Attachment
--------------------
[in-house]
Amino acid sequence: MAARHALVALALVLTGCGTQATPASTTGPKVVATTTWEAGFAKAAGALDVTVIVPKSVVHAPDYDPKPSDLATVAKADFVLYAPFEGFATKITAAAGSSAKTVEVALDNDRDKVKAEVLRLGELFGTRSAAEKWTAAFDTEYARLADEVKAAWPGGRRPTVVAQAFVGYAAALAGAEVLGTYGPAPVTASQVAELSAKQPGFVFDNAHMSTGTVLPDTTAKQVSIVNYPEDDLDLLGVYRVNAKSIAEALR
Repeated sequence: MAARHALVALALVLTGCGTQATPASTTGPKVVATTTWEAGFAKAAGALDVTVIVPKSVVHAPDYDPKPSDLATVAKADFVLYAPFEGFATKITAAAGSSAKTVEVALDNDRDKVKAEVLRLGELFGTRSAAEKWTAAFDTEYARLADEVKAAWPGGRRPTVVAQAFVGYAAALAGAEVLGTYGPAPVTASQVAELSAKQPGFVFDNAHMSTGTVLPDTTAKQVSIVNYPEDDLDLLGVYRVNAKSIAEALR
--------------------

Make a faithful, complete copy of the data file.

[in-house]
Amino acid sequence: MAARHALVALALVLTGCGTQATPASTTGPKVVATTTWEAGFAKAAGALDVTVIVPKSVVHAPDYDPKPSDLATVAKADFVLYAPFEGFATKITAAAGSSAKTVEVALDNDRDKVKAEVLRLGELFGTRSAAEKWTAAFDTEYARLADEVKAAWPGGRRPTVVAQAFVGYAAALAGAEVLGTYGPAPVTASQVAELSAKQPGFVFDNAHMSTGTVLPDTTAKQVSIVNYPEDDLDLLGVYRVNAKSIAEALR
Repeated sequence: MAARHALVALALVLTGCGTQATPASTTGPKVVATTTWEAGFAKAAGALDVTVIVPKSVVHAPDYDPKPSDLATVAKADFVLYAPFEGFATKITAAAGSSAKTVEVALDNDRDKVKAEVLRLGELFGTRSAAEKWTAAFDTEYARLADEVKAAWPGGRRPTVVAQAFVGYAAALAGAEVLGTYGPAPVTASQVAELSAKQPGFVFDNAHMSTGTVLPDTTAKQVSIVNYPEDDLDLLGVYRVNAKSIAEALR